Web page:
• Hydrosere: freshwater habitat
  21. List Succession pls
    • Colonization: lichen and moss weather rock and produce dead material
    • Establishment: growth of moss, further weathering, beginning of soil formation, growth of small plants such as grasses and plants,
    • Competition: growth of small plants, larger herbaceous plants grow, shrubs, small trees
    • Stabilization + Climax
  22. List succession with examples:
    • Lichen, Moss (creates shallow soil, photosynthesis)
    • Intermediate: Grass (reduces erosion, increases photosynthesis, reduce wind, effective in absorbing water)
    • Intermediate: Herbaceous plants (dandelions) wind dispersed seeds, more growth, competitions
    • Intermediate: Shrubs (gorse)
    • Climax: Trees (kills shrubs and everything, generate organic matter, soil traps water and allows for plants in later stages of succession)
  23. Explain Climax Communities:
    • There is no one climax communities but rather a set of alternative stable states for an ecosystem
    • Nutrient cycles are closed
    • Greater biomass
    • More favorable soil conditions
    • Better sou structure (greater water retention and aeration, deeper soil with more nutrients)
    • Plants are taller and live longer
    • Greater community complexity
    • Greater habitat diversity
  24. Which is faster, secondary or primary succession?
    Secondary succession
  25. What is a tipping point?
    • Least amount of change needed to change the equilibrium point
    • It is affected by
    • Diversity
    • Size of storages in systems
    • Variety of nutrients and energy pathways
  26. NPP and GPP in early and late succession?
    • GPP increases
    • NPP decreases
  27. What happens to P/R throughout succession?
    Approaches 1
  28. Nutrient conversion in early and late succession?
    • Closed systems in late succession
    • Open systems in early succession
  29. Niches in early and late succession?
    Realized niches get smaller throughout succession due to less competition
  30. Human Influence on Succession?
    • Pollution
    • Livestock
    • Agriculture
    • Trampling
    • Fire
    • Introduction of species that are not native to the environment
  31. What is Plagiosere or Plagioclimax: arrested stage of succession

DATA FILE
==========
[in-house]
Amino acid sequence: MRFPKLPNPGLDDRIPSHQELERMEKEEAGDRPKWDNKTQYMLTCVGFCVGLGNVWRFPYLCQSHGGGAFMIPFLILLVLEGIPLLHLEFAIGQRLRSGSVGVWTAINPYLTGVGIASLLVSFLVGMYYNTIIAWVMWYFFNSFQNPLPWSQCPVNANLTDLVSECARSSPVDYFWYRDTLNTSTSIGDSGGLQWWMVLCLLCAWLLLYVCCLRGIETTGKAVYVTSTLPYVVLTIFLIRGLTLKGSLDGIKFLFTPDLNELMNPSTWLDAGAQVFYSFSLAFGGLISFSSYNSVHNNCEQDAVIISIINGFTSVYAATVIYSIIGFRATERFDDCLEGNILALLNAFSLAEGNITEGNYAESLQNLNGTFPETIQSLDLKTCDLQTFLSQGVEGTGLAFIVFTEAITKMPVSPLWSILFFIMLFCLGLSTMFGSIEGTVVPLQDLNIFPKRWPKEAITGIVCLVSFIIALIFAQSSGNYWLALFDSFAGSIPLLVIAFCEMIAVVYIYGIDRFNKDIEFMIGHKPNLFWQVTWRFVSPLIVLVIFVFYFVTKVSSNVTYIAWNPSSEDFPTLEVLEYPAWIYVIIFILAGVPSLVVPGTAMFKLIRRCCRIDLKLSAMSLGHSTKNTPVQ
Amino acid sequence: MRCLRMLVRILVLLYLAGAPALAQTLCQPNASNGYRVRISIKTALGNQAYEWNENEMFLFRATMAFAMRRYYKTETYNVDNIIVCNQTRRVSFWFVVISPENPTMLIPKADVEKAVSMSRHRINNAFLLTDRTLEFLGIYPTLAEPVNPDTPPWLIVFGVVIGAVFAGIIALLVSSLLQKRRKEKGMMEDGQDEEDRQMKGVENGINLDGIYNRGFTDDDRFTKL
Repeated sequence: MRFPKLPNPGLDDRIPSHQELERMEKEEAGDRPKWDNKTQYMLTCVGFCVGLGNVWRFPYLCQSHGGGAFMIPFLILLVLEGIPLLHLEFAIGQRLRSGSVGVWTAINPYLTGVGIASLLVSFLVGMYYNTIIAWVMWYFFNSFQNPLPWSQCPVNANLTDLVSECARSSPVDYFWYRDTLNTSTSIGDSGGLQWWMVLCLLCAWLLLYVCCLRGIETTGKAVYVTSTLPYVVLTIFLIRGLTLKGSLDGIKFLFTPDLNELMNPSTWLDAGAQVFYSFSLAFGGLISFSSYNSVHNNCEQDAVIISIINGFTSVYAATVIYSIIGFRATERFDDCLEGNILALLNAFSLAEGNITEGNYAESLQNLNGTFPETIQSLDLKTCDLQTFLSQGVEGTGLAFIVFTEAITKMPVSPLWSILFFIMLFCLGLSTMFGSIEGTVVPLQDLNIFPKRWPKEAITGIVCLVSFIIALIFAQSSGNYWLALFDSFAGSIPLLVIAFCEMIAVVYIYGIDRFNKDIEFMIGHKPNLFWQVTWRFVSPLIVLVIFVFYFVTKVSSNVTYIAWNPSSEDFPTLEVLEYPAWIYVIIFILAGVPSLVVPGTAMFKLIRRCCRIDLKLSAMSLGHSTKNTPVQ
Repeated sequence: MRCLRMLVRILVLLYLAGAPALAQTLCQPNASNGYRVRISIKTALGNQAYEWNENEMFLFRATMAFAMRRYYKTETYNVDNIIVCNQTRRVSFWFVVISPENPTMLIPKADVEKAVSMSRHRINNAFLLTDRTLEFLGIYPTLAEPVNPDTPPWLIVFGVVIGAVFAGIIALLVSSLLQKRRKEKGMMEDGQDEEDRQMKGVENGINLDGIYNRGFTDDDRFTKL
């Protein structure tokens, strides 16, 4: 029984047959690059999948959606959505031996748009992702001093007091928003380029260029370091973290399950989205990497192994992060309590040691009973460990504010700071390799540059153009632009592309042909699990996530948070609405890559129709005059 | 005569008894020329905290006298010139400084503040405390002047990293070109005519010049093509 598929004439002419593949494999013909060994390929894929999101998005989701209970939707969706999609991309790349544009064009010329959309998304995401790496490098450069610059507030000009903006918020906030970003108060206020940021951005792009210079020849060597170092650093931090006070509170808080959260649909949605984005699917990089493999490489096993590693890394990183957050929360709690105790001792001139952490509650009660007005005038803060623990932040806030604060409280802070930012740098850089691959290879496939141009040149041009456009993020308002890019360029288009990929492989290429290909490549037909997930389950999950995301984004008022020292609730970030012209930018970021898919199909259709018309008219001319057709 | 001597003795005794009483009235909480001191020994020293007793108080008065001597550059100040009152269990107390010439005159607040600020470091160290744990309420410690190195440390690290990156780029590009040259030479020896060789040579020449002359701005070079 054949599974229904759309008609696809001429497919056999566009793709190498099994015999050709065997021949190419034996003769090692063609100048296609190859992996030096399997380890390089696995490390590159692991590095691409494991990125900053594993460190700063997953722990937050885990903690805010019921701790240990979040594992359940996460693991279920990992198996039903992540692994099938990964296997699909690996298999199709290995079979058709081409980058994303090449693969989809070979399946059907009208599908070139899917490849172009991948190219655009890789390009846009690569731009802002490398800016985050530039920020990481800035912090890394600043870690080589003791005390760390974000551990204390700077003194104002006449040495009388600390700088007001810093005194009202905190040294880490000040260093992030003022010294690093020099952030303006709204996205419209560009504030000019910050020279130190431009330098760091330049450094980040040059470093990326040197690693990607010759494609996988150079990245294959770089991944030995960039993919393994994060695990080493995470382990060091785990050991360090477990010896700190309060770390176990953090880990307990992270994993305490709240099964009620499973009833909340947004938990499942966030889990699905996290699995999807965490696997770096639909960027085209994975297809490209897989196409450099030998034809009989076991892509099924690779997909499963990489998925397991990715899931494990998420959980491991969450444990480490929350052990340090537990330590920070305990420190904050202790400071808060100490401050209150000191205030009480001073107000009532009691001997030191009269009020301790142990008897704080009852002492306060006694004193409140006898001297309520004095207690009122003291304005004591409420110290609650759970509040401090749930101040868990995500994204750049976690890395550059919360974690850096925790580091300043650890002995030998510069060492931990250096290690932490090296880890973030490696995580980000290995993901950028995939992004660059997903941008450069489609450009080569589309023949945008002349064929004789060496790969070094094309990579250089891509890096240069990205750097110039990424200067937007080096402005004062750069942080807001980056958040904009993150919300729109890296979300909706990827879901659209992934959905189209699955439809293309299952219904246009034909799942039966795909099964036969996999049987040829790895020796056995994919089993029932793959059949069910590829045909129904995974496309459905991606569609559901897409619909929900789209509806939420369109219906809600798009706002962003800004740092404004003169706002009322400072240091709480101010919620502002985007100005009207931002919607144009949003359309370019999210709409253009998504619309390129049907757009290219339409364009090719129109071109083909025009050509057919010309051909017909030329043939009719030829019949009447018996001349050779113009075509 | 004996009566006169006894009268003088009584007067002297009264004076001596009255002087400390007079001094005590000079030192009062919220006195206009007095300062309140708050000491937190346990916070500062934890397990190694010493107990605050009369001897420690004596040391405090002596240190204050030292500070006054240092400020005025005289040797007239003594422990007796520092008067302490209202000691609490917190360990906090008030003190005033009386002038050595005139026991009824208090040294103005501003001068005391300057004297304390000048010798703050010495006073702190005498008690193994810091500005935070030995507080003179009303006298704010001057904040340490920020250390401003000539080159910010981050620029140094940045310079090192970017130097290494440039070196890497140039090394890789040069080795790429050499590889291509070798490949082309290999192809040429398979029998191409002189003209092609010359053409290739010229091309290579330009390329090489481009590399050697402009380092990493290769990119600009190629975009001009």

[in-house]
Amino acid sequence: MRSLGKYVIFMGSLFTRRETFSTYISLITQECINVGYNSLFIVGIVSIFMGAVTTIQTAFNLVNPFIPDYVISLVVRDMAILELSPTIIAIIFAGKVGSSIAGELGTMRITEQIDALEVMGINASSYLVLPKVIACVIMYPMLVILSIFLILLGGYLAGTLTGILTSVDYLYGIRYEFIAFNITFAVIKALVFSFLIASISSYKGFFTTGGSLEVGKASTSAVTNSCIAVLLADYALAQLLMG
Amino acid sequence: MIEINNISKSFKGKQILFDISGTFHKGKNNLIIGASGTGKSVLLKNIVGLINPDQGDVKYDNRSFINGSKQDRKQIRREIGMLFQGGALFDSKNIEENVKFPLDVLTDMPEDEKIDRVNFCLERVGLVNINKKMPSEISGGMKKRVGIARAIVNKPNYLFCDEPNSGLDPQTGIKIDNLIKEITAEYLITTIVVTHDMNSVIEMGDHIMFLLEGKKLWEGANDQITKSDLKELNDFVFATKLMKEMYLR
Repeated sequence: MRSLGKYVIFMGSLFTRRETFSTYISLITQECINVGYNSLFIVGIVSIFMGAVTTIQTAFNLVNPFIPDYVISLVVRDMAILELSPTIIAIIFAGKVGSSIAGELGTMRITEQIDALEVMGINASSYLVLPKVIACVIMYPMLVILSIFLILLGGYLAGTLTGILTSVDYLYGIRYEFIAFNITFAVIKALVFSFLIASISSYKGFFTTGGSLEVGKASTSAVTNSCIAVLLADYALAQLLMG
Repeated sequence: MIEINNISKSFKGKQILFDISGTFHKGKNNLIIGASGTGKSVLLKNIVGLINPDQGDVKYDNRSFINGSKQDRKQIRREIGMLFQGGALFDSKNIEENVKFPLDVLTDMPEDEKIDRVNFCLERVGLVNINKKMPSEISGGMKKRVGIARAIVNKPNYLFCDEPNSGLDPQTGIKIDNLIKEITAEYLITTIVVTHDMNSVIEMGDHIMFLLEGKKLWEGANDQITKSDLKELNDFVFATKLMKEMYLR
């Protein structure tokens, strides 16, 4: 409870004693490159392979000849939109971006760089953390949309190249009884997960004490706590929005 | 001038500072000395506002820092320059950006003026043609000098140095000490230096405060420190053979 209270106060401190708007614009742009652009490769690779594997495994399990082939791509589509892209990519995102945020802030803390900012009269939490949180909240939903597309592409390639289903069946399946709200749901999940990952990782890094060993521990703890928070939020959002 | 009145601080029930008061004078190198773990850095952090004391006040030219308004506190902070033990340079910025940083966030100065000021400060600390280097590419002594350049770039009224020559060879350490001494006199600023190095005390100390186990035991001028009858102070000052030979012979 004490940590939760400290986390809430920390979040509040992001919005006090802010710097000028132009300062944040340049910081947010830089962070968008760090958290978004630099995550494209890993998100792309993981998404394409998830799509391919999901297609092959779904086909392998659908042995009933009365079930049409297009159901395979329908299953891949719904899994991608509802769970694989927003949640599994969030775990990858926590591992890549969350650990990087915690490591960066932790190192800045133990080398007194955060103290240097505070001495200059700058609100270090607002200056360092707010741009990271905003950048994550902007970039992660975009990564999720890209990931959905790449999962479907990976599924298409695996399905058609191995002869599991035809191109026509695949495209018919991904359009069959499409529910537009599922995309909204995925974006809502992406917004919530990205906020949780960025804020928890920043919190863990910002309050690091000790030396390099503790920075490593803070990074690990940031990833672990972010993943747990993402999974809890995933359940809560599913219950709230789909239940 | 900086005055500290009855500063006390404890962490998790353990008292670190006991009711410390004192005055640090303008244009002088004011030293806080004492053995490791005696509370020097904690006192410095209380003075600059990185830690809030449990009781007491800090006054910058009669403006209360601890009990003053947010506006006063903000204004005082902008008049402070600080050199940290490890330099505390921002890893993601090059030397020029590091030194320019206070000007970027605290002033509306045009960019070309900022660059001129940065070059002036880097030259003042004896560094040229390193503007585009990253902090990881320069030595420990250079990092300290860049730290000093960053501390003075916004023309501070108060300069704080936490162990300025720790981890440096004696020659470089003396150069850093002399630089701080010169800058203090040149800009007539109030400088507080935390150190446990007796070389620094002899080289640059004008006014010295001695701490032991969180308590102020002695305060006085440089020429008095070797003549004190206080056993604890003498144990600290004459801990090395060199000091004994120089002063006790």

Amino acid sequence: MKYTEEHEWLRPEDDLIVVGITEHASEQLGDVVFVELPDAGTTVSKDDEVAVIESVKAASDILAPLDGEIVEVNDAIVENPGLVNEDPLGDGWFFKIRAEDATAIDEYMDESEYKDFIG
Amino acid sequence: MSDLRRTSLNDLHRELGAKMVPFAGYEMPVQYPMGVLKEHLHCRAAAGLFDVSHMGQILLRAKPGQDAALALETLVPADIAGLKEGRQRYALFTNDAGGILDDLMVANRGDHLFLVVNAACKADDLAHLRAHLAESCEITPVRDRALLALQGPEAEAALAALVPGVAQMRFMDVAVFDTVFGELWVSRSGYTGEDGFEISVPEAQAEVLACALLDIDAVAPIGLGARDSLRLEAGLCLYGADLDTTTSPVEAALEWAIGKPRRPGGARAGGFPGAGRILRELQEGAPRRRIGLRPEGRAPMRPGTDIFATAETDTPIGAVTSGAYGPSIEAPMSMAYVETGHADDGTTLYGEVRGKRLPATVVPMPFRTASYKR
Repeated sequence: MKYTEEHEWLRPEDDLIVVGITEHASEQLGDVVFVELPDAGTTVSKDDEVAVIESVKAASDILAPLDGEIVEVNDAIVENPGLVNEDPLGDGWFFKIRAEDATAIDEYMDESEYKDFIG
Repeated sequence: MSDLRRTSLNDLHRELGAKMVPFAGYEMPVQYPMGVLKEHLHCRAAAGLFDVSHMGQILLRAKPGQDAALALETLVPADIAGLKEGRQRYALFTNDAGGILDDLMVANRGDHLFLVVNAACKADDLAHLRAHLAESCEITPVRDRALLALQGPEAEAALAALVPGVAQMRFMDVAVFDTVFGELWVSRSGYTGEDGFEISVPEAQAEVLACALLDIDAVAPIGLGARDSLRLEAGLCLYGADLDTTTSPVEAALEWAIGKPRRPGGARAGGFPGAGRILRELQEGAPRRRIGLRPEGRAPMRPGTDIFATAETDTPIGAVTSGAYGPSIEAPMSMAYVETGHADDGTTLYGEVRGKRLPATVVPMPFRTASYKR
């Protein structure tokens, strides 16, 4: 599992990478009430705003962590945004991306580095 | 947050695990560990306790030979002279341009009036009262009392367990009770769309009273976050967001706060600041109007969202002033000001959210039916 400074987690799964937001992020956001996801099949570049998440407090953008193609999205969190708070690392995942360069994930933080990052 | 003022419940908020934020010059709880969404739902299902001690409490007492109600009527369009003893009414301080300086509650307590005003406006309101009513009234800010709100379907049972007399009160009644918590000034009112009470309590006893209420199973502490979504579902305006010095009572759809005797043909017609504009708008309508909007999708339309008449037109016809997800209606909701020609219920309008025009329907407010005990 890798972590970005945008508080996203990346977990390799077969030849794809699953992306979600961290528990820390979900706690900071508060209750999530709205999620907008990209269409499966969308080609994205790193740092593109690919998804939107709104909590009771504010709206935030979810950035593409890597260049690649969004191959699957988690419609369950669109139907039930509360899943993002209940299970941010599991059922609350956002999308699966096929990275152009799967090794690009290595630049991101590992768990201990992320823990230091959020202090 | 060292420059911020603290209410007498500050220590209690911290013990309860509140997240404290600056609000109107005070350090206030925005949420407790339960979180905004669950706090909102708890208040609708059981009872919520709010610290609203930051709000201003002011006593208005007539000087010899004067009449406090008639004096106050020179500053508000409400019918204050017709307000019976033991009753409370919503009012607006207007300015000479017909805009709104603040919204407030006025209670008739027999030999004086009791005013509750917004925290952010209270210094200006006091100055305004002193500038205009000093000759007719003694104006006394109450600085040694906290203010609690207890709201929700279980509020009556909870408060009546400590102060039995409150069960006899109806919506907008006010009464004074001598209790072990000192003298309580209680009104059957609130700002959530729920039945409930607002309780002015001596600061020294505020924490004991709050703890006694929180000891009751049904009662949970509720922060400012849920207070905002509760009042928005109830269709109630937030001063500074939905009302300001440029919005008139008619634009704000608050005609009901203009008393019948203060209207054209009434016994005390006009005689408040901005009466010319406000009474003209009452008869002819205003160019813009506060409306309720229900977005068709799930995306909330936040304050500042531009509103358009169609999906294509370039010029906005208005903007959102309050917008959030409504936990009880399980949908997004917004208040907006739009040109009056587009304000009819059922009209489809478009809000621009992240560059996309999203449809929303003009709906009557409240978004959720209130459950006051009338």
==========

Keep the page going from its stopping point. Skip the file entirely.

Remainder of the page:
32. What does it mean if P/R is more than 1?
  33. What does it mean if P/R is less than 1?
    Depletion of biomass
  34. J curve or S curve curve?
    • J curve is for r strategists
    • S curve for K strategists
  35. What are k strategists?
    • Few progeny
    • Stable environment
    • Energy efficient
    • Investment in progeny
    • More intelligent
    • More evolved
    • Larger
    • Live for longer
    • Stronger
    • Larger litter
    • Age of reproduction is higher
    • Maturation speed is low
  36. What are r strategist?
    • Bacteria
    • Small animals
    • Unstable environments
    • More progeny
    • Little investment
  37. What are the properties of Grasslands?
    • Not enough precipitation for forests, not little enough for deserts
    • Temperate grasslands: great plains, russian steppes
    • Tropical grasslands: savannas of east africa
    • High diversity, low productivity (grass)
    • With low humidity comes fluctuating temperature
    • Decomposition rate is low
  38. What are the properties of tropical coral reefs?
    • High biodiversity, near the equator, warm water all year long
    • Polyps take CO2 from the water Ca from seawater and from CaCO2 skeletons to live with symbiotic algae
  39. What are the properties of Hydrothermal vents?
    • Super heated metal laden fluids
    • Chemosynthetic bacteria and polychaete worms can live
    • Hydrogen sulfide is used for chemosynthesis
    • Biodiversity is low
  40. Survivorship curves?
    • K strategists high
    • R strategist low
    • Depends on competition
    • Depends on reproductive strategy and
    • Predatory relationships
  41. What are the impacts of climate change?
    • Relocation due to flooding or storms
    • Shortage or oversupply of water
    • Shift of agriculture to the poles, desertification
    • Increase of flooding, sea levels, oceans becoming warmer
Card Set
ESS 2.4